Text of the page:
In Mali, stagnating yields of dryland cereals—excepting maize—are often attributed to limited use of fertilizer and declining land quality. In the Sudanian Savanna of Mali, as elsewhere in the West African Sahel, dryland cereals are grown on fields managed collectively and individually by extended families that span multiple generations and several households, headed by a responsible elder. The roles of women and youth in farm production are changing. We contribute to the empirical literature on agricultural intensification in this region by exploring intrahousehold differences in fertilizer use. We test differences by: 1) plot management type (collective, individual); 2) gender of plot manager given plot management type; and 3) and plot manager status in the family (youth, relationship to head). We compare findings between major cereal crops (maize, sorghum). Fertilizer use is greater on individually managed plots, which is explained primarily by use on sorghum fields allocated to women, which are very small, frequently intercropped with groundnuts, and serve as “food security” reserves. Use rates in maize production are lower on individual plots managed by men who are not household heads. Further, use is lower on plots managed by youth under 25 years of age (specifically, maize plots) and sons (in particular, sorghum plots). On sorghum plots, wives of the head have higher intensity of fertilizer use on sorghum plots than other managers. Findings have implications for the design of extension programs to support inclusion of women and younger generations in the intensification of dryland cereals production.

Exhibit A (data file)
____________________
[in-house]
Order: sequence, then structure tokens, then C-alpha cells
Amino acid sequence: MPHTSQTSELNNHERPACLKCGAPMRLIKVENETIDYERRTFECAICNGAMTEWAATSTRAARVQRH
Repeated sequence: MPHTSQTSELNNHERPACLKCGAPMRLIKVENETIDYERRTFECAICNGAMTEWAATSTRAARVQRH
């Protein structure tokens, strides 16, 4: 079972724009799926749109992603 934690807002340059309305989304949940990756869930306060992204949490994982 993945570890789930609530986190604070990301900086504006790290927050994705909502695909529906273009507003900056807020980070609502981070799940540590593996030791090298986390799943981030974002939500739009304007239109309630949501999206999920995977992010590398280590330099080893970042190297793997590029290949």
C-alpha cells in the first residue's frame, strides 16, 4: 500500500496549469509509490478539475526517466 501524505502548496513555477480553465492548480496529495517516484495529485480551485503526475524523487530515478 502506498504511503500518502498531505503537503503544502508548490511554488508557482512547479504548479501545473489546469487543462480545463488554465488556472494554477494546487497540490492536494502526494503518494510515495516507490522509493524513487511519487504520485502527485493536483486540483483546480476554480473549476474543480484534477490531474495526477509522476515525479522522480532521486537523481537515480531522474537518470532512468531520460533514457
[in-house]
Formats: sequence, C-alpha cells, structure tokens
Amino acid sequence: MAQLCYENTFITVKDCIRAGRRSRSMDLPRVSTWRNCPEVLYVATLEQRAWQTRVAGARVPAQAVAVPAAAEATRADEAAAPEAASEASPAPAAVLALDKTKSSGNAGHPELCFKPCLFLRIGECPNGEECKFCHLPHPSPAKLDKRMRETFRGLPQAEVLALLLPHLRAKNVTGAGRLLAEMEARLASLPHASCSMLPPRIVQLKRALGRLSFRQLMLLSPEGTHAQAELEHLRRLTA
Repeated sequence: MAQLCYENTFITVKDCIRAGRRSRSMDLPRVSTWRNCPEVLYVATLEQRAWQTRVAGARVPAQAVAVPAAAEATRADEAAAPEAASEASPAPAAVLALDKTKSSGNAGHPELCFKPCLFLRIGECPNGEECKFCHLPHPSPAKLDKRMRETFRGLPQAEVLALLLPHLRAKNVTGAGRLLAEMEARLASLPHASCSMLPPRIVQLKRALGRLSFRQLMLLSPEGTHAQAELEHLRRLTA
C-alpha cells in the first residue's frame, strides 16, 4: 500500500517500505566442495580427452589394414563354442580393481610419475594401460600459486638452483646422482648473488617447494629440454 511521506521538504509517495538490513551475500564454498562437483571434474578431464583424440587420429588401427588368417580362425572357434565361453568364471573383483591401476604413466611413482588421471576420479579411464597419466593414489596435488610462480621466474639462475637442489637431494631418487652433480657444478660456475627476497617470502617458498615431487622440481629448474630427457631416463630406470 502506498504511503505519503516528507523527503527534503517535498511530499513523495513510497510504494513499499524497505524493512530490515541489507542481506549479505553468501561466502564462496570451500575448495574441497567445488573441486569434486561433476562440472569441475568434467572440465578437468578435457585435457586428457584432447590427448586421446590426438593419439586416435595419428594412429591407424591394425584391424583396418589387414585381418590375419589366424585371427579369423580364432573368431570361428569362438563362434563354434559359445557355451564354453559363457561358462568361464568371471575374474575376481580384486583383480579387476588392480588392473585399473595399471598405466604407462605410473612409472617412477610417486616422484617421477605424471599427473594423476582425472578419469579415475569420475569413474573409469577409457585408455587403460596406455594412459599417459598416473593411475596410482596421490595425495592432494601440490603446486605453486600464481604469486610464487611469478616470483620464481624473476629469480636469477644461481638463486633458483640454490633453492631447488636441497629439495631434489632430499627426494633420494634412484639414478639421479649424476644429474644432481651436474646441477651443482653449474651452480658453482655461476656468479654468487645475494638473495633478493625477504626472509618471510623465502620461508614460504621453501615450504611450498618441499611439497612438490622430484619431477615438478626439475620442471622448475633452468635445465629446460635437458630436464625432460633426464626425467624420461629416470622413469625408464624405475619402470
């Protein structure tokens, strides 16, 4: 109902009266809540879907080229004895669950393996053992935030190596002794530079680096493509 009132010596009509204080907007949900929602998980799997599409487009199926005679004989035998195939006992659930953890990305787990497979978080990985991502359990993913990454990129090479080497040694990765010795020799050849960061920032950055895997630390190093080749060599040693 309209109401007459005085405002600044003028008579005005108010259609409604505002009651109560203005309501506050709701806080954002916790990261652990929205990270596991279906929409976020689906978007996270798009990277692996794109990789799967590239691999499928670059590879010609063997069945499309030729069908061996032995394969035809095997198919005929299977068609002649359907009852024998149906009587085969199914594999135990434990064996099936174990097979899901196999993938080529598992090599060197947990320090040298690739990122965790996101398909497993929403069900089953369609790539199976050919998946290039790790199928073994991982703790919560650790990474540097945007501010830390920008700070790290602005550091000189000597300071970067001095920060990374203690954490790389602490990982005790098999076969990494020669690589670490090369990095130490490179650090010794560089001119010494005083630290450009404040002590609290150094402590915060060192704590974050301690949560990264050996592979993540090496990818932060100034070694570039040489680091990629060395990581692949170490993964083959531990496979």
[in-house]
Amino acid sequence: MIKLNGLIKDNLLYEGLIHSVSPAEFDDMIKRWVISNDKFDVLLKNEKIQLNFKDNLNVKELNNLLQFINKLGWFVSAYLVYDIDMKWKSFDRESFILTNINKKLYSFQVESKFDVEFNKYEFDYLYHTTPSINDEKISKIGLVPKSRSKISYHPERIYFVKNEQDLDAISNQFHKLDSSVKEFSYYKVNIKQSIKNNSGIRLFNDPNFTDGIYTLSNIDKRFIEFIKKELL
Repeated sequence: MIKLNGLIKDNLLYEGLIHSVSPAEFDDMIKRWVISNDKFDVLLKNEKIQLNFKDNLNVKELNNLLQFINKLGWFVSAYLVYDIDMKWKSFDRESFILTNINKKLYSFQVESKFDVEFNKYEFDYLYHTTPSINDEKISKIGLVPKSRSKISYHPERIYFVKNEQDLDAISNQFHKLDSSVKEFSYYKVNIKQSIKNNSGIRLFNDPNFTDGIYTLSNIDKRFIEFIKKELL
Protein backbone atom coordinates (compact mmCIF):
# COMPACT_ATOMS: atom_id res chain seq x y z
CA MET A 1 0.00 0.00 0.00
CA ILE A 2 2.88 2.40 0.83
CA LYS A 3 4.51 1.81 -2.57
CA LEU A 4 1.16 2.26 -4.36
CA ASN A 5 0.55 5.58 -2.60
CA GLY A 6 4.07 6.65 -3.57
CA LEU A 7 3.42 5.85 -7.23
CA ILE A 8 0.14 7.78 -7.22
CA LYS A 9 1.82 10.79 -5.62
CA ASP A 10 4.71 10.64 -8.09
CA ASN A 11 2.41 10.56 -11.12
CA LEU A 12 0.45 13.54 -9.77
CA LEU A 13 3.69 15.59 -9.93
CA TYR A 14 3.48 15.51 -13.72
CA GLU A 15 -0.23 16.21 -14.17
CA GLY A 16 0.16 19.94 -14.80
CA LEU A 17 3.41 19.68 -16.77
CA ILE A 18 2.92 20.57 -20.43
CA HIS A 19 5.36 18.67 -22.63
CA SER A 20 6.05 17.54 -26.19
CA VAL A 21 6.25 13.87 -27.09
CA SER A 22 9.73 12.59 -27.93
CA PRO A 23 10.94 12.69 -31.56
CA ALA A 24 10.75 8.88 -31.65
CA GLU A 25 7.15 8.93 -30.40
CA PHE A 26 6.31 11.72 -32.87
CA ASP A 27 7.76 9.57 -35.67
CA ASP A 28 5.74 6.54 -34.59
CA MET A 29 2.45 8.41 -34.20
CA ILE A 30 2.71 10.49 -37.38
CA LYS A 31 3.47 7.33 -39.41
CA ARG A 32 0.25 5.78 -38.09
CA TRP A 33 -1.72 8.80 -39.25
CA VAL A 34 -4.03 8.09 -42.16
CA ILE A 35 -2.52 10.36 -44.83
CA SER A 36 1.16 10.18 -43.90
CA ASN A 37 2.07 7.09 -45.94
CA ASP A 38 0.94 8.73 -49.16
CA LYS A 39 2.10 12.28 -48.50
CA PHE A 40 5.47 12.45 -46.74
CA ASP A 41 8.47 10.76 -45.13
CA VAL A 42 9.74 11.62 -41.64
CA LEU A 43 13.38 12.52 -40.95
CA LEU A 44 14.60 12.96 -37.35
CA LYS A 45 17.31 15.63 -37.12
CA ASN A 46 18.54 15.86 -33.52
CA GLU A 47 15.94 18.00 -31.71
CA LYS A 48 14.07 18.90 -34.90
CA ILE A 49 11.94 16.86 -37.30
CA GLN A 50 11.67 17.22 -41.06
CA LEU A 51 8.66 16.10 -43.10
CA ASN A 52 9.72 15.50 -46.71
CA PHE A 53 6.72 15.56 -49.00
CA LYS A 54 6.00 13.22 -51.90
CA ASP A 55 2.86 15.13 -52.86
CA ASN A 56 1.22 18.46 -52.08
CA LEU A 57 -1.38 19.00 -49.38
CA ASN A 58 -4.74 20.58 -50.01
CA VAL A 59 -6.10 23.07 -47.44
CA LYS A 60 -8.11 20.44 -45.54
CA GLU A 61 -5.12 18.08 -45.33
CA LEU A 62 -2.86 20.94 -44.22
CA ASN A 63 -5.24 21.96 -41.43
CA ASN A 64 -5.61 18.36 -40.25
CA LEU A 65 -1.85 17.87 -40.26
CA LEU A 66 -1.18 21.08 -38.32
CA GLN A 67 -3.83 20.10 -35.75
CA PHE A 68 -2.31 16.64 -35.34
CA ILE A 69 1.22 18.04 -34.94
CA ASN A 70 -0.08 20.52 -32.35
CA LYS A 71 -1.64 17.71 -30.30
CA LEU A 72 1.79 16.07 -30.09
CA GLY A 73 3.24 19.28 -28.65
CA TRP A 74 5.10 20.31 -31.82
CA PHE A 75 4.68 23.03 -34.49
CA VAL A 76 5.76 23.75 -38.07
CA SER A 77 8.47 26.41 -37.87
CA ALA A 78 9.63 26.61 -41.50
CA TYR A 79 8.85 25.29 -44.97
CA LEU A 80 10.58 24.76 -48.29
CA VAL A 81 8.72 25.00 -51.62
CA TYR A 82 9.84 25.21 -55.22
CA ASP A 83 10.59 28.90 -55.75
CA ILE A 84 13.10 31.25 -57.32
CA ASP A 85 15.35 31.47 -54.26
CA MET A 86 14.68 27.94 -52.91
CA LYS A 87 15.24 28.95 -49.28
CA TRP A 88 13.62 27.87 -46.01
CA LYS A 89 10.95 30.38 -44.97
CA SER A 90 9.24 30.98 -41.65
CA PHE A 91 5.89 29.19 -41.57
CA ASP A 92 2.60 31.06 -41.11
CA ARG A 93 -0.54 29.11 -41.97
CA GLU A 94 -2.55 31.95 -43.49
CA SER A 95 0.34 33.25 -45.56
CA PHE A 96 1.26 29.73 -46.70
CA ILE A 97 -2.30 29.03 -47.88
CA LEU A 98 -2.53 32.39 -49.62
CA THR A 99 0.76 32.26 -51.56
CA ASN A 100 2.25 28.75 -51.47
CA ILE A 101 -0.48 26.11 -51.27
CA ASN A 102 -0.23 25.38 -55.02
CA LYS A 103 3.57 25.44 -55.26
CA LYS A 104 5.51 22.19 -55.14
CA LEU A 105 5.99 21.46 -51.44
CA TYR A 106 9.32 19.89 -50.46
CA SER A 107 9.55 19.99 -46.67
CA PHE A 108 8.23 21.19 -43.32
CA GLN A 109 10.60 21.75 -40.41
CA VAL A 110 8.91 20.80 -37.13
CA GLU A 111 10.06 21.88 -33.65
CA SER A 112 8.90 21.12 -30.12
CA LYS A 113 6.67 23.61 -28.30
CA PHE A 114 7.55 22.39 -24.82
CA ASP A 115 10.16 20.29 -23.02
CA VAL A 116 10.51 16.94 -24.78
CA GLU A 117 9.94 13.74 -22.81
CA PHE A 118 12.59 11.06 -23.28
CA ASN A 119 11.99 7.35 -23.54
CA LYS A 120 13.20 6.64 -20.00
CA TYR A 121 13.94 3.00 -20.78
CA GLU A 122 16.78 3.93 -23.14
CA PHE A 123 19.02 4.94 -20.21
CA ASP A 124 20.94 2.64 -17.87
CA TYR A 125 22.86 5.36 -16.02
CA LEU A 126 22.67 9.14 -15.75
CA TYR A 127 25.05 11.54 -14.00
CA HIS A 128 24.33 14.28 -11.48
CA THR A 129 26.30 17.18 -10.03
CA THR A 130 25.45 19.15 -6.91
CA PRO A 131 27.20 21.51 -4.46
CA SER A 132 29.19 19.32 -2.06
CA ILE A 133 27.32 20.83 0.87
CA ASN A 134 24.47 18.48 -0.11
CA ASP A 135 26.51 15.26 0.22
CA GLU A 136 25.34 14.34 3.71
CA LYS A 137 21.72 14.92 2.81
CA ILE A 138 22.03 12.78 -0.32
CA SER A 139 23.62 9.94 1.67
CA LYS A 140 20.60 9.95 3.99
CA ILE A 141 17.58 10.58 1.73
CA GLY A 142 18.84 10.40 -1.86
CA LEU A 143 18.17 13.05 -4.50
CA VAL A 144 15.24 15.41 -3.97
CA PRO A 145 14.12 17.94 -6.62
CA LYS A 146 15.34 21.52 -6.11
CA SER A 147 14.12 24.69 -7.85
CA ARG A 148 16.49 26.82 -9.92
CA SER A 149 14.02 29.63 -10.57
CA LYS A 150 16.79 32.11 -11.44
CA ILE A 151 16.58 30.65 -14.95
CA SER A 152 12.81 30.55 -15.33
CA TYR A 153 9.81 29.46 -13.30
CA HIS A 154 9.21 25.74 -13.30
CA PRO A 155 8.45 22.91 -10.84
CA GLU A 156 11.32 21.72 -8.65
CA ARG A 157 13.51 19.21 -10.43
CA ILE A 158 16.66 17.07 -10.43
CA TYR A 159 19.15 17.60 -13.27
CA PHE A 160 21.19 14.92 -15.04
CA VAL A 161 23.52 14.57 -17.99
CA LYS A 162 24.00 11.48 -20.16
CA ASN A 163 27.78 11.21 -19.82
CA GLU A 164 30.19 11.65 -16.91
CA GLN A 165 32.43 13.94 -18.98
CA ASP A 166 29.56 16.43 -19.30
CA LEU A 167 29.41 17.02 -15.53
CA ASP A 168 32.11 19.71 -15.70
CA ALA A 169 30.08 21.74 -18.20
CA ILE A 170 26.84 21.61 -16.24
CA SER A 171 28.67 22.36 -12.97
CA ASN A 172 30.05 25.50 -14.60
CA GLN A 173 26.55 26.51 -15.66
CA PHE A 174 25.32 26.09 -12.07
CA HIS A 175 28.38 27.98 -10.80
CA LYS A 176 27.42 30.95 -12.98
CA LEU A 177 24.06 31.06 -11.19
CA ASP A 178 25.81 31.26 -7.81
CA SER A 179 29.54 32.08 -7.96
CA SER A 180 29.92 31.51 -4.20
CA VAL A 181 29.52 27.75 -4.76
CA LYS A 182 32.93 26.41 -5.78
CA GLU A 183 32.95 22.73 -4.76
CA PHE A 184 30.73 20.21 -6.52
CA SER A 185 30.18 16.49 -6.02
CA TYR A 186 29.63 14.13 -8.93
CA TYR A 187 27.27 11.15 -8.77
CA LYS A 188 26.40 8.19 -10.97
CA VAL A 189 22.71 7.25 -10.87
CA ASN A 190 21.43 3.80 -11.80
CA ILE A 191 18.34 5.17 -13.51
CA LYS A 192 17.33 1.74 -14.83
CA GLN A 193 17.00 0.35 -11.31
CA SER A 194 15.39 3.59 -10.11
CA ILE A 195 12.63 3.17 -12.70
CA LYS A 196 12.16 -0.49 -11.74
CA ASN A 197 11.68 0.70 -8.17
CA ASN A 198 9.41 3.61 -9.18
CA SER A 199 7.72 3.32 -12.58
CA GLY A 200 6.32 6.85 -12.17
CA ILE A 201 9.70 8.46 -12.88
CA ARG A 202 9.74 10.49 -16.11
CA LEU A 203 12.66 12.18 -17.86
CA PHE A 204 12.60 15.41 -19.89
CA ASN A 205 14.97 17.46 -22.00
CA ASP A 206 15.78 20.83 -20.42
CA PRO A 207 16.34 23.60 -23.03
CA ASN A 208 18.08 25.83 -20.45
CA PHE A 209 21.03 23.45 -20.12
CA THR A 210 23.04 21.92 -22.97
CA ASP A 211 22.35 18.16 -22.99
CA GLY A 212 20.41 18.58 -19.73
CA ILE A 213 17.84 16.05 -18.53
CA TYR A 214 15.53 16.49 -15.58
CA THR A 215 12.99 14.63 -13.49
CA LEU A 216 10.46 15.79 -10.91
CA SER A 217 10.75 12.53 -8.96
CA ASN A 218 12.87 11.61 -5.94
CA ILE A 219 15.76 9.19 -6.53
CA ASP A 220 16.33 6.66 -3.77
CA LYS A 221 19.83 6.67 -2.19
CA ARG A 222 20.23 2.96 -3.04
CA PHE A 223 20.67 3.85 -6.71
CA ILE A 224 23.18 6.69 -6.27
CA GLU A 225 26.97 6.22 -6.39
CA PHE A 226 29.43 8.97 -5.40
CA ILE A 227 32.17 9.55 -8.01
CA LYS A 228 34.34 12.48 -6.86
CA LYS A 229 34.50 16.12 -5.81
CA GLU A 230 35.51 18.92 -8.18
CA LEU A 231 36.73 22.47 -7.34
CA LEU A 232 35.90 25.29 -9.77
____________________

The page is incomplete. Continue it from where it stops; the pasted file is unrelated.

Gender, generation and cereal crop intensification in Mali
Gouse, M., Sengupta, D., Zambrano, P., & Zepeda, J. F. (2016). Genetically Modified Maize: Less Drudgery for Her, More Maize for Him? Evidence from Smallholder Maize Farmers in South Africa. World Development, 83, 27-38. doi:https://doi.org/10.1016/j.worlddev.2016.03.008